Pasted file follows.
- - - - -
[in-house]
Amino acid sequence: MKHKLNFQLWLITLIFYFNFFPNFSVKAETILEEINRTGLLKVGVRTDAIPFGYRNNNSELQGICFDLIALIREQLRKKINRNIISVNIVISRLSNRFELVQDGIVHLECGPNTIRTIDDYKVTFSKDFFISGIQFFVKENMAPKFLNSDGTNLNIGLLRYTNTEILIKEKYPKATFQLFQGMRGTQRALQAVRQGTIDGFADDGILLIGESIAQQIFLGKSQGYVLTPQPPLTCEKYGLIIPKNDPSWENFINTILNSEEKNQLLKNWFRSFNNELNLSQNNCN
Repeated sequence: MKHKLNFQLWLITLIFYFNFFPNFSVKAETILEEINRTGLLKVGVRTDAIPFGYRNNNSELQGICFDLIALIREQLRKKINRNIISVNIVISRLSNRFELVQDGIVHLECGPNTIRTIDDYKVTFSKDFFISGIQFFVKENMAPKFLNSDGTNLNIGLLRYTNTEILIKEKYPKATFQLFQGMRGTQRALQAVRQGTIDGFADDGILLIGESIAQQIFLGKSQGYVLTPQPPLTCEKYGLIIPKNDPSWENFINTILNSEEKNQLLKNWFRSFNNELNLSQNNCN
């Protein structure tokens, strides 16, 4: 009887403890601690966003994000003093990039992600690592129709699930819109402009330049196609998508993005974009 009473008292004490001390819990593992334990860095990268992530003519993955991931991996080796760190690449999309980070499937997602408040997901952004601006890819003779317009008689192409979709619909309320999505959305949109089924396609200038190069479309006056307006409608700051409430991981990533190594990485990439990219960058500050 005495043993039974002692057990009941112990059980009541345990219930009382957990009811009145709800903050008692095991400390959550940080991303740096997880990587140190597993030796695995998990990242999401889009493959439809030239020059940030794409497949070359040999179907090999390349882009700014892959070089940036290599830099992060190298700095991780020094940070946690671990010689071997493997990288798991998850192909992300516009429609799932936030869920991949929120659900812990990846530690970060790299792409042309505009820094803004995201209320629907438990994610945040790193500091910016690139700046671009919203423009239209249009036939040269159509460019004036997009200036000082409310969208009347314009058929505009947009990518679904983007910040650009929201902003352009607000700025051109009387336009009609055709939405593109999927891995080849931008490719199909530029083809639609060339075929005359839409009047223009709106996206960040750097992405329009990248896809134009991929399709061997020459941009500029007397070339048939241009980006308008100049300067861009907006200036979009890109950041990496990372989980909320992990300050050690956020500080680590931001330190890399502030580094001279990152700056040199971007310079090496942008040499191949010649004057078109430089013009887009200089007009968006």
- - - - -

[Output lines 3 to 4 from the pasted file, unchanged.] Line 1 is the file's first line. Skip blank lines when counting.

Repeated sequence: MKHKLNFQLWLITLIFYFNFFPNFSVKAETILEEINRTGLLKVGVRTDAIPFGYRNNNSELQGICFDLIALIREQLRKKINRNIISVNIVISRLSNRFELVQDGIVHLECGPNTIRTIDDYKVTFSKDFFISGIQFFVKENMAPKFLNSDGTNLNIGLLRYTNTEILIKEKYPKATFQLFQGMRGTQRALQAVRQGTIDGFADDGILLIGESIAQQIFLGKSQGYVLTPQPPLTCEKYGLIIPKNDPSWENFINTILNSEEKNQLLKNWFRSFNNELNLSQNNCN
């Protein structure tokens, strides 16, 4: 009887403890601690966003994000003093990039992600690592129709699930819109402009330049196609998508993005974009 009473008292004490001390819990593992334990860095990268992530003519993955991931991996080796760190690449999309980070499937997602408040997901952004601006890819003779317009008689192409979709619909309320999505959305949109089924396609200038190069479309006056307006409608700051409430991981990533190594990485990439990219960058500050 005495043993039974002692057990009941112990059980009541345990219930009382957990009811009145709800903050008692095991400390959550940080991303740096997880990587140190597993030796695995998990990242999401889009493959439809030239020059940030794409497949070359040999179907090999390349882009700014892959070089940036290599830099992060190298700095991780020094940070946690671990010689071997493997990288798991998850192909992300516009429609799932936030869920991949929120659900812990990846530690970060790299792409042309505009820094803004995201209320629907438990994610945040790193500091910016690139700046671009919203423009239209249009036939040269159509460019004036997009200036000082409310969208009347314009058929505009947009990518679904983007910040650009929201902003352009607000700025051109009387336009009609055709939405593109999927891995080849931008490719199909530029083809639609060339075929005359839409009047223009709106996206960040750097992405329009990248896809134009991929399709061997020459941009500029007397070339048939241009980006308008100049300067861009907006200036979009890109950041990496990372989980909320992990300050050690956020500080680590931001330190890399502030580094001279990152700056040199971007310079090496942008040499191949010649004057078109430089013009887009200089007009968006």